"One must adopt a broad approach and a commonsense one ... it would probably not be sufficient to look merely at the financial return from the cultivation; the fact that there was none would not of itself warrant a finding that the land was not used primarily for cultivation, nor would the existence of a more rewarding cottage industry carried on by the owner on the land at the same time. Likewise the quantity of produce of the cultivation taken from the land would not of itself be a determinant of its primary use. The matter will be one of degree in each case. To claim an exemption under the Act the owner must be able to point to an activity being conducted on the land that will give the land the character of being mainly used for that activity, or that will enable a person having to decide the matter to say that the land is, in substance and looked at as a whole, being used for an activity that gives rise to an exemption."
In Longford's case, supra, Sheppard J following the Greenville case, held that the fact that part of the land was used for primary production and the rest unused did not necessarily mean that land was primarily used for that purpose. In Abbott v Comr of Land Tax (Vic)  VR 297 Lush J said at 302:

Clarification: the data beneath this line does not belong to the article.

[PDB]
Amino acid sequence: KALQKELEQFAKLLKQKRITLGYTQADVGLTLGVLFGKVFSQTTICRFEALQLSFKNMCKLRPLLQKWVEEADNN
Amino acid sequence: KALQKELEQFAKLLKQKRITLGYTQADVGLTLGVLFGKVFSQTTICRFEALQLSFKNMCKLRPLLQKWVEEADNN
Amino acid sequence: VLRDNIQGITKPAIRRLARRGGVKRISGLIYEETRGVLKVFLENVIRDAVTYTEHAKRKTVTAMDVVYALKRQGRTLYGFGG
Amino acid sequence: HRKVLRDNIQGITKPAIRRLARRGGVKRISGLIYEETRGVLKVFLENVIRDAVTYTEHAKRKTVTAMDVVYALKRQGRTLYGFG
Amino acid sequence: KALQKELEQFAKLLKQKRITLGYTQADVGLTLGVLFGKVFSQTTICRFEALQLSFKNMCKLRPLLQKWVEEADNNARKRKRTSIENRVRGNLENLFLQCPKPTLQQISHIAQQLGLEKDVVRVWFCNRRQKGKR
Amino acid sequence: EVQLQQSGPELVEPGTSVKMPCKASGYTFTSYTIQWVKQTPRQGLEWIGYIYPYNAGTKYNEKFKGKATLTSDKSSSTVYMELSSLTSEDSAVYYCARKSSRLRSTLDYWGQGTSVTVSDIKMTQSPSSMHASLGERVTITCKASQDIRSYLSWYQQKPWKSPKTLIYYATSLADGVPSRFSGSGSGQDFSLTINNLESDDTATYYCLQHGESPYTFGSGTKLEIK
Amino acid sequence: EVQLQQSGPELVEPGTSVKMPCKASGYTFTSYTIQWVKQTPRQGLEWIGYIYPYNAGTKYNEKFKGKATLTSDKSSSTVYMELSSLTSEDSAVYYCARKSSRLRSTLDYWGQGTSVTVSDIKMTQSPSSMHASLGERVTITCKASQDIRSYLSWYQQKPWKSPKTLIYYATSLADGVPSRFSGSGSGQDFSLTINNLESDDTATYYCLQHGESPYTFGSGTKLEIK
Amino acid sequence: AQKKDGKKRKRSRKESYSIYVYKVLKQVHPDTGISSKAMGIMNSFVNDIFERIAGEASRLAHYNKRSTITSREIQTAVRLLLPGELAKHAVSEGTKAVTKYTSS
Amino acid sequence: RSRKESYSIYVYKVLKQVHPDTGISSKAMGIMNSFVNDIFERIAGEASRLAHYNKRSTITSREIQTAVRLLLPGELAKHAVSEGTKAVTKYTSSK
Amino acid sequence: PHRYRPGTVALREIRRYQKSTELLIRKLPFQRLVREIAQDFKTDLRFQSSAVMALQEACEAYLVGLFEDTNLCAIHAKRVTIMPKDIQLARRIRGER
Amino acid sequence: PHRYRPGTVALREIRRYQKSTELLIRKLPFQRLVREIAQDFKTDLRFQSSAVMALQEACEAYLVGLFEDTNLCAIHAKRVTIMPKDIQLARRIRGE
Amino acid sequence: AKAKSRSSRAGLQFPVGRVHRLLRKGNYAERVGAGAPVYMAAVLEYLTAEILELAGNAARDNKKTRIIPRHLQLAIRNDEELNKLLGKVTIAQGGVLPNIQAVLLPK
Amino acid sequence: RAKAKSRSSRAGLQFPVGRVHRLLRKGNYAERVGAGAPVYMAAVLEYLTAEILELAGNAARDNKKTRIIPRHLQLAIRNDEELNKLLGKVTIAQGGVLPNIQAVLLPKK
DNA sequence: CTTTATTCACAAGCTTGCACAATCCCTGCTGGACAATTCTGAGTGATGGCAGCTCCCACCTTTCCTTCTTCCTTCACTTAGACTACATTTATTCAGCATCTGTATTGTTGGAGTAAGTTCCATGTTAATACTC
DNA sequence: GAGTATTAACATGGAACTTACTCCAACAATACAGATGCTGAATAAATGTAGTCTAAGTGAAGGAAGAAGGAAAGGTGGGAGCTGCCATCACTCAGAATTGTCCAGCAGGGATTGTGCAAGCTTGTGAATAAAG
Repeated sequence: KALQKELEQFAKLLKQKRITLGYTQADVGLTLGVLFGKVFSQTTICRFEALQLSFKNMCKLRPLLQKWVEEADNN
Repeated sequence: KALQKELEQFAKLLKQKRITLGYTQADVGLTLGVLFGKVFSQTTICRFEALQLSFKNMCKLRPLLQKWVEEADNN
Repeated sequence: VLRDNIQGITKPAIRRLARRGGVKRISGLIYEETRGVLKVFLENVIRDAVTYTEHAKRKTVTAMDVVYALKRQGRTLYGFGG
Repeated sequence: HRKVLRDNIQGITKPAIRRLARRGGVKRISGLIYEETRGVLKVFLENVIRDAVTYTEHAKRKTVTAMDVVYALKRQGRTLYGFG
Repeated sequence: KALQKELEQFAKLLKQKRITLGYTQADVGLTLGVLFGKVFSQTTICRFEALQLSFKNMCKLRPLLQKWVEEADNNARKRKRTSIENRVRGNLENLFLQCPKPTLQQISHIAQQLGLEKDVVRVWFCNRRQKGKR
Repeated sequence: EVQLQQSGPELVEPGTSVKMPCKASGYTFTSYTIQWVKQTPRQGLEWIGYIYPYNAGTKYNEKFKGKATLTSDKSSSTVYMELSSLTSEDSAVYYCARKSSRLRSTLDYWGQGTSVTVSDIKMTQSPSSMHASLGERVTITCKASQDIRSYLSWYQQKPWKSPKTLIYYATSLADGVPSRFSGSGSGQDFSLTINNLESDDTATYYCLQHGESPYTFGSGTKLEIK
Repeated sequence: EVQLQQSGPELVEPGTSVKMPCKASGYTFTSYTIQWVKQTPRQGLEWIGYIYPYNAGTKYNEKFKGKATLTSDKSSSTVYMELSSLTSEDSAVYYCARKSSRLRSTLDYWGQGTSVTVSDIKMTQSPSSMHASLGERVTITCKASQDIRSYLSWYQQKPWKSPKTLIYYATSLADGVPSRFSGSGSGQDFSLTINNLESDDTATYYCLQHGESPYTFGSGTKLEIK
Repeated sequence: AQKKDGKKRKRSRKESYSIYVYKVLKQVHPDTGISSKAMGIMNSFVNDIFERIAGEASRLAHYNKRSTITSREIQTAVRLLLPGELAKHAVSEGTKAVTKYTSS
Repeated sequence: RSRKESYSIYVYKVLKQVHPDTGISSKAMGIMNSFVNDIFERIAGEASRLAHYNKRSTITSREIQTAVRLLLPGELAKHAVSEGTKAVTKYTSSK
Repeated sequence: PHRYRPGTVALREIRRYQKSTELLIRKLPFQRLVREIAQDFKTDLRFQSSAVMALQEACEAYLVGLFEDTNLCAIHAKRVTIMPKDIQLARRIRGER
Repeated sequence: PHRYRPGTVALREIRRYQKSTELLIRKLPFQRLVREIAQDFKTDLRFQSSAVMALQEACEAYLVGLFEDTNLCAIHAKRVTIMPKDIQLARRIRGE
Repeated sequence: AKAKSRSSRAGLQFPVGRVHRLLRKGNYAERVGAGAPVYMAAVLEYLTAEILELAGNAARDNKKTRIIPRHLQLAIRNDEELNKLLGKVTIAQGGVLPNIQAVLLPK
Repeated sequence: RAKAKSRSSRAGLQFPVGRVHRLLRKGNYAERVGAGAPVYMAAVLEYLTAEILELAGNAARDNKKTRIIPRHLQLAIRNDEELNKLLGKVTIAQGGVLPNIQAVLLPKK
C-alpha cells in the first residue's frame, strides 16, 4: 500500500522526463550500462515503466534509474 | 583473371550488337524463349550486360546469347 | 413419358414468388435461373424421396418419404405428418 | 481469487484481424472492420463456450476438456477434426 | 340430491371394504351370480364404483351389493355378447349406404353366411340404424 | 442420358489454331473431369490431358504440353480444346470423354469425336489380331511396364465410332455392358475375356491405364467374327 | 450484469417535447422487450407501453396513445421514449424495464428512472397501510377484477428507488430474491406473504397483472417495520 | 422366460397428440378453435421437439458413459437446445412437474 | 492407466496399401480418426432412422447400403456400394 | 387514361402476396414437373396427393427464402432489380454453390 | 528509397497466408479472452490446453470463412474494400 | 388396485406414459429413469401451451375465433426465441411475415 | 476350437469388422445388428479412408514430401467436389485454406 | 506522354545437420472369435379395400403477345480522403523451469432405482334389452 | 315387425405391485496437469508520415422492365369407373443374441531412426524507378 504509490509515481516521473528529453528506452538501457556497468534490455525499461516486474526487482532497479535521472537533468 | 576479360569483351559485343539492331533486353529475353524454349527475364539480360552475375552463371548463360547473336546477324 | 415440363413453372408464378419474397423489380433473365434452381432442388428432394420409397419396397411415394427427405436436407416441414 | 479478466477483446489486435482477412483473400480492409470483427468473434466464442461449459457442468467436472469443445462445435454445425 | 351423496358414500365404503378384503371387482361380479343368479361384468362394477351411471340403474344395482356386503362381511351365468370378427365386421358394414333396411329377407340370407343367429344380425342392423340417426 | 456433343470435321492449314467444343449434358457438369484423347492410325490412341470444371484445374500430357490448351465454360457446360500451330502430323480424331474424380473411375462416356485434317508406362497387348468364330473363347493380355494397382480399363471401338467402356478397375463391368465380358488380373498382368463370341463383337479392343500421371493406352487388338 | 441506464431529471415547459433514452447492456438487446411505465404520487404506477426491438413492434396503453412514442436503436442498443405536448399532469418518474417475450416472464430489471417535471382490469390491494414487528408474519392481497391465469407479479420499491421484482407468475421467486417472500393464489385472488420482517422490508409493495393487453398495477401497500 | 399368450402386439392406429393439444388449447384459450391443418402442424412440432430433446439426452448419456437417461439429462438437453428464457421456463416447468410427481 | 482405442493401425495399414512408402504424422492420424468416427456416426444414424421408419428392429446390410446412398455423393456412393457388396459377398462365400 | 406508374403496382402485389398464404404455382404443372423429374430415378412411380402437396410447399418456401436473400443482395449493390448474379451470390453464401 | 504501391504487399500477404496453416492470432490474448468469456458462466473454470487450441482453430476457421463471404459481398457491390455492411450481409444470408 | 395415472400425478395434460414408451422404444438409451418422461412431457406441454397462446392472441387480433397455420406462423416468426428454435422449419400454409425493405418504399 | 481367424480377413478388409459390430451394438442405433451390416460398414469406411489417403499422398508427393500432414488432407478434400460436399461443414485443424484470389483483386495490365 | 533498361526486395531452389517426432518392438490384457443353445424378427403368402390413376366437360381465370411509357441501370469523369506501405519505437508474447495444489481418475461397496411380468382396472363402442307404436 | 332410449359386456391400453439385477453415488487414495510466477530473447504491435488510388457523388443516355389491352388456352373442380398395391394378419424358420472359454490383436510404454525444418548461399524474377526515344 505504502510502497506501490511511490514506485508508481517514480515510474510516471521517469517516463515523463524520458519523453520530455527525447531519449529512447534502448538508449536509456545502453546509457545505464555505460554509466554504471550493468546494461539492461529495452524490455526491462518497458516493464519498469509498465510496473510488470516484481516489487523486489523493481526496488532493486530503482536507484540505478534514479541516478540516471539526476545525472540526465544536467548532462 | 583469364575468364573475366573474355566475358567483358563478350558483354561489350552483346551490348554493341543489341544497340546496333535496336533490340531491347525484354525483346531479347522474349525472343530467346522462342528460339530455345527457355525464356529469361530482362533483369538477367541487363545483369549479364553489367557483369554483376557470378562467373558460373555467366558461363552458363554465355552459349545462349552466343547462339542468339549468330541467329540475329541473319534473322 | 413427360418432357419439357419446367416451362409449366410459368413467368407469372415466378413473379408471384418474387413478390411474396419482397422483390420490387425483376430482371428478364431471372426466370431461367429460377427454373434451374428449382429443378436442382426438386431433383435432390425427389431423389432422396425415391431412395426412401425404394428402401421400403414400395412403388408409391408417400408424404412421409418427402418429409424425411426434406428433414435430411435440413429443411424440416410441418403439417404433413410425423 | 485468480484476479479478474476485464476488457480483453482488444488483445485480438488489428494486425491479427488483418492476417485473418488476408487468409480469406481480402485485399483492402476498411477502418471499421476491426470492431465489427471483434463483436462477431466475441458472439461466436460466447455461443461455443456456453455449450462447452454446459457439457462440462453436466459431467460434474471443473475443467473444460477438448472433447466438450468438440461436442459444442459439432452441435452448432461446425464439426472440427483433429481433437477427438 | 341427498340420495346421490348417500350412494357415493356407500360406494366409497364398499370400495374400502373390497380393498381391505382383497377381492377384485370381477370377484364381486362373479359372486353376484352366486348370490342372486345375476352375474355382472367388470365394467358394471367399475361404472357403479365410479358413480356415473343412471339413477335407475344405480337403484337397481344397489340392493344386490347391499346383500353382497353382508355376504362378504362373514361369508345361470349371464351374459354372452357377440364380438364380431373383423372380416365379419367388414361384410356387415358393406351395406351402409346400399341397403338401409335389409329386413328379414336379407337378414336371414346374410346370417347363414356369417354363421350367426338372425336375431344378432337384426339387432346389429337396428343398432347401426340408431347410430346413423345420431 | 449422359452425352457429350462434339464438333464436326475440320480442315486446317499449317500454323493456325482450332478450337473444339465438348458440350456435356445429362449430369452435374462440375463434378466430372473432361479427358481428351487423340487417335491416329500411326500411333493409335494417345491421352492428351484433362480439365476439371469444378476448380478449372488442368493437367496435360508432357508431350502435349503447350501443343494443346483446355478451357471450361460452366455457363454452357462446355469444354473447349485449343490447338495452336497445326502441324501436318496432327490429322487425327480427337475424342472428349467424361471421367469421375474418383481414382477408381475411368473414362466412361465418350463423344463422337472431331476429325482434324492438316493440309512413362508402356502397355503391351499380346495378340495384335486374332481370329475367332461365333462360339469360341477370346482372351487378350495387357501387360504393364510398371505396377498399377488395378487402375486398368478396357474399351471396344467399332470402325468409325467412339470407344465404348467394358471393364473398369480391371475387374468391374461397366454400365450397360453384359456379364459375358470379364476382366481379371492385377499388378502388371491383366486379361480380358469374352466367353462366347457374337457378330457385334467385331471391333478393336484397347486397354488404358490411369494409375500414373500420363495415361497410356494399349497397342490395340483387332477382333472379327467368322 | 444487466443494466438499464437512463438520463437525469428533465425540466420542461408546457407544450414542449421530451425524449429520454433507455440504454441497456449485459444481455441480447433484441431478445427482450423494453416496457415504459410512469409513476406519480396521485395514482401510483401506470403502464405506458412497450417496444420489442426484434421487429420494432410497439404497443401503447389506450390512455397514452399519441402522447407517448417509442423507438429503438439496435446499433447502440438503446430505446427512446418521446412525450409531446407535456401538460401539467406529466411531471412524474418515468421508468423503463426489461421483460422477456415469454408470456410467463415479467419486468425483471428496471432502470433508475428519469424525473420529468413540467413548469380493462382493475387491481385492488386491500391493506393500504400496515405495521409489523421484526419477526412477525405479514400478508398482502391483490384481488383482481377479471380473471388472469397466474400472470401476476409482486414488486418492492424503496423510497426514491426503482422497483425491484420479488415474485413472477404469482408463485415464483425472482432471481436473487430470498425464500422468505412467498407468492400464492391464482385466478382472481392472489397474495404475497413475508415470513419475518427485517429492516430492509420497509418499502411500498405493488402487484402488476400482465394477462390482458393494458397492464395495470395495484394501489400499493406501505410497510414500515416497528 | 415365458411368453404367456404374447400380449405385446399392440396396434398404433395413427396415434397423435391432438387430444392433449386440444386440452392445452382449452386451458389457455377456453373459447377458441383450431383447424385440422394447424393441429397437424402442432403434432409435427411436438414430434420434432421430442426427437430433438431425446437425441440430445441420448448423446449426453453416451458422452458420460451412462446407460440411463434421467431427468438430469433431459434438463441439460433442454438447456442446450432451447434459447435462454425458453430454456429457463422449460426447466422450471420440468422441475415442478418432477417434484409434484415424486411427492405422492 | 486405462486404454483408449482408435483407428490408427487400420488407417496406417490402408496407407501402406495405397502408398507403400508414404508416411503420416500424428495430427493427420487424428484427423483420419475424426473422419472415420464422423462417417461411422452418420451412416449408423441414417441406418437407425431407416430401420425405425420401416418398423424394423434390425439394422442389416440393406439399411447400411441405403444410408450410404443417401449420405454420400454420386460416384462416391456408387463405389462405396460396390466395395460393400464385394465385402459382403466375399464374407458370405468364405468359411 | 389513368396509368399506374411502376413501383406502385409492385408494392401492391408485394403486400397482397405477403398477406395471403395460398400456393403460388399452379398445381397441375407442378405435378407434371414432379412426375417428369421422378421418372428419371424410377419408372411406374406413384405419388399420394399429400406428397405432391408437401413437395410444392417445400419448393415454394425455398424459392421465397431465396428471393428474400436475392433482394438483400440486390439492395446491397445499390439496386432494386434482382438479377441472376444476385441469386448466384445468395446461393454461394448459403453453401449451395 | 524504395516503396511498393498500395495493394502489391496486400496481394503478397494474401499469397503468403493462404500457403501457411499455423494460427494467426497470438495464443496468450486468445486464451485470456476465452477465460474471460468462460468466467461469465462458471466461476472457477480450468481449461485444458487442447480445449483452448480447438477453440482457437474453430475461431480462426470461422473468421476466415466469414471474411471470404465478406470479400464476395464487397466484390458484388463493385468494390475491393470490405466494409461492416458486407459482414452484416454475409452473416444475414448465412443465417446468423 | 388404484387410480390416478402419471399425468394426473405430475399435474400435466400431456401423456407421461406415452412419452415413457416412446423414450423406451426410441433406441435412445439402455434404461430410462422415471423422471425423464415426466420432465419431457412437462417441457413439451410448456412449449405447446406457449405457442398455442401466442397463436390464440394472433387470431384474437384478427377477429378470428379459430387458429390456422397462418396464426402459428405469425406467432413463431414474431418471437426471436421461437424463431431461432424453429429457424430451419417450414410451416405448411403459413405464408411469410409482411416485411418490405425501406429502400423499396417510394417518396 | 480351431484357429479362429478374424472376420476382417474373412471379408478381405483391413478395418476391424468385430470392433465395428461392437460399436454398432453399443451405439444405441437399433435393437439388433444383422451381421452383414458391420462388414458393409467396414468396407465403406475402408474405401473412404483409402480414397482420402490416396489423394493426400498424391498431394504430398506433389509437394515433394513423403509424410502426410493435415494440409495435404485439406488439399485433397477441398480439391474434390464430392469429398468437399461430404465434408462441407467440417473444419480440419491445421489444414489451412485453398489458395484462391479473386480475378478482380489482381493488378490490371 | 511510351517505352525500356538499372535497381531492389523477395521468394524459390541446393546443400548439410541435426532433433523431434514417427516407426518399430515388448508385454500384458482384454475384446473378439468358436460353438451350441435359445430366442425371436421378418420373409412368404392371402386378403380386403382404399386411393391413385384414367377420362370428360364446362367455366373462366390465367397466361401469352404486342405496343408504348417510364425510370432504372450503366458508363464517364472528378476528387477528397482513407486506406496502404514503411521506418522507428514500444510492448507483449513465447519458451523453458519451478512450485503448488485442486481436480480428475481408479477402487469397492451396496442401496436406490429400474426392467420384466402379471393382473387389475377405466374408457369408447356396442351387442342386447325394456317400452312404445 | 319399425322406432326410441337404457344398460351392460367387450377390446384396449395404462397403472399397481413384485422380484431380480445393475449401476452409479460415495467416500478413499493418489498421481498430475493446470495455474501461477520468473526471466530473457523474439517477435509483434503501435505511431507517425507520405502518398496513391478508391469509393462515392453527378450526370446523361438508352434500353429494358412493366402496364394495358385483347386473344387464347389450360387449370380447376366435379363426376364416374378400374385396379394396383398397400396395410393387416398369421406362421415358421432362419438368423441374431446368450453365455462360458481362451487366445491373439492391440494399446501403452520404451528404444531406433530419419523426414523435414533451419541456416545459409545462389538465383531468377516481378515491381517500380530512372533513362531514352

"In construing the word primarily in its application to a case where a parcel of land is divided into two parts, one of which is devoted to an exempt use and one not it must be remembered that the question is whether the whole of the parcel is primarily used for the exempt purpose. In my opinion it is not sufficient to inquire whether some difference can be discerned between the uses to justify classifying one as the main use or predominate use. The predominance must be of such a degree as to impart a character to the parcel as a whole."
In the present case so far as the Jaclac property is concerned it is my view that the primary use to which the property is put is that of a picnic ground upon which horses can be hired and the whole of the property is provided then for the use of the riders of those horses. This is not an exempt use. In so far as any other use is made of either property it is not sufficient in my view to say that the only use to which the property is being put is for a purpose which is part of a business of primary production. The use of the land in my view must be substantial in pursuit of the primary production. Neither land is in the present case being used substantially for primary production. The use may be said to be minimal and much points to the fact that if the evidence of Mitchell and Clarke is to be accepted (and I do not accept it) the property is being used at times for the purpose of running some stock in the hopes that thereby such use will qualify to enable the property to be exempt from land tax. In the circumstances therefore I am of the view that neither property qualifies for exemption and I dismiss the summonses.
I order the plaintiffs in each case to pay the costs of the defendant.